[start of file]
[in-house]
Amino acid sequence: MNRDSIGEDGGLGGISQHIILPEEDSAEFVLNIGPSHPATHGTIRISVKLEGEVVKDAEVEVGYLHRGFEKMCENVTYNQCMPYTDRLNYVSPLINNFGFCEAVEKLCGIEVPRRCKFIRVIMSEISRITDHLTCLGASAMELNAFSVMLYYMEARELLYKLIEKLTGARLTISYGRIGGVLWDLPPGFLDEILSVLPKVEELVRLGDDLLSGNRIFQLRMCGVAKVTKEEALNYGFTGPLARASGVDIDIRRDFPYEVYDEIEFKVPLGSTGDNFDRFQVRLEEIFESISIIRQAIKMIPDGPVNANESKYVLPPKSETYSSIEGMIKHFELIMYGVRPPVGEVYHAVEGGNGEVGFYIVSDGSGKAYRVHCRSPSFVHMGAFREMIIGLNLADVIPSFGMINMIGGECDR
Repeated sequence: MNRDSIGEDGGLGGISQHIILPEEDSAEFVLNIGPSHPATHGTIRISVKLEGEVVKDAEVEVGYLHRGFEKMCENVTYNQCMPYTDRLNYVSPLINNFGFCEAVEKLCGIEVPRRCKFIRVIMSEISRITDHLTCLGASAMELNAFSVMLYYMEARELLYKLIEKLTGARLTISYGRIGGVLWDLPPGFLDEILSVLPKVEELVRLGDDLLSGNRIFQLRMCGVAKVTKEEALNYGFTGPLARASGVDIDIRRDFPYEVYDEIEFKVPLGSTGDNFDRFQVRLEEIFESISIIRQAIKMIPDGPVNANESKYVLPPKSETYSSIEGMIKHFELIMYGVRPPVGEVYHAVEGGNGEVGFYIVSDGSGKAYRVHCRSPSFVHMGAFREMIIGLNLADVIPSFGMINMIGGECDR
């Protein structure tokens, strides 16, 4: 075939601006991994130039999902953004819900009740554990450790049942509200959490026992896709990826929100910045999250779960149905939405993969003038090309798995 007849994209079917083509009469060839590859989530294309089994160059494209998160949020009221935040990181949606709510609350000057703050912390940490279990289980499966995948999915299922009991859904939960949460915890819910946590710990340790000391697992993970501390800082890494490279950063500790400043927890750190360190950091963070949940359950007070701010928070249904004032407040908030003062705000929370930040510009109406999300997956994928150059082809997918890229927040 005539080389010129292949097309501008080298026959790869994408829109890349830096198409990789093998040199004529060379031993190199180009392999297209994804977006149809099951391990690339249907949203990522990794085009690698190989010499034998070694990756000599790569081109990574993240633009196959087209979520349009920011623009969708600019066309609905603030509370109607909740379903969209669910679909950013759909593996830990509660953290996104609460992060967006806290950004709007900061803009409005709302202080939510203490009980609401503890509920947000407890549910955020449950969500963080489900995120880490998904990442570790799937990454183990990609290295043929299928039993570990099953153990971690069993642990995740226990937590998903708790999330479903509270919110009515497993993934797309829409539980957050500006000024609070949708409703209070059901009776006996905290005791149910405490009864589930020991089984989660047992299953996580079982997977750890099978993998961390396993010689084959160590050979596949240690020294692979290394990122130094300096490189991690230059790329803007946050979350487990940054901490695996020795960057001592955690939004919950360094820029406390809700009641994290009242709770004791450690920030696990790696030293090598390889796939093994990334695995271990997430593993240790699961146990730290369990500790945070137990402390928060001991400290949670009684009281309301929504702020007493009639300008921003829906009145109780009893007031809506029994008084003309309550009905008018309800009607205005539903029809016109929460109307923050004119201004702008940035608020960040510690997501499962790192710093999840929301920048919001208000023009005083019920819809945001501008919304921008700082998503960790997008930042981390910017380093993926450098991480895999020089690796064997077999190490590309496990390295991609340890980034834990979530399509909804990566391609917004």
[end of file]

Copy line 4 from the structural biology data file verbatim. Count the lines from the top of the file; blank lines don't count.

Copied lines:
């Protein structure tokens, strides 16, 4: 075939601006991994130039999902953004819900009740554990450790049942509200959490026992896709990826929100910045999250779960149905939405993969003038090309798995 007849994209079917083509009469060839590859989530294309089994160059494209998160949020009221935040990181949606709510609350000057703050912390940490279990289980499966995948999915299922009991859904939960949460915890819910946590710990340790000391697992993970501390800082890494490279950063500790400043927890750190360190950091963070949940359950007070701010928070249904004032407040908030003062705000929370930040510009109406999300997956994928150059082809997918890229927040 005539080389010129292949097309501008080298026959790869994408829109890349830096198409990789093998040199004529060379031993190199180009392999297209994804977006149809099951391990690339249907949203990522990794085009690698190989010499034998070694990756000599790569081109990574993240633009196959087209979520349009920011623009969708600019066309609905603030509370109607909740379903969209669910679909950013759909593996830990509660953290996104609460992060967006806290950004709007900061803009409005709302202080939510203490009980609401503890509920947000407890549910955020449950969500963080489900995120880490998904990442570790799937990454183990990609290295043929299928039993570990099953153990971690069993642990995740226990937590998903708790999330479903509270919110009515497993993934797309829409539980957050500006000024609070949708409703209070059901009776006996905290005791149910405490009864589930020991089984989660047992299953996580079982997977750890099978993998961390396993010689084959160590050979596949240690020294692979290394990122130094300096490189991690230059790329803007946050979350487990940054901490695996020795960057001592955690939004919950360094820029406390809700009641994290009242709770004791450690920030696990790696030293090598390889796939093994990334695995271990997430593993240790699961146990730290369990500790945070137990402390928060001991400290949670009684009281309301929504702020007493009639300008921003829906009145109780009893007031809506029994008084003309309550009905008018309800009607205005539903029809016109929460109307923050004119201004702008940035608020960040510690997501499962790192710093999840929301920048919001208000023009005083019920819809945001501008919304921008700082998503960790997008930042981390910017380093993926450098991480895999020089690796064997077999190490590309496990390295991609340890980034834990979530399509909804990566391609917004």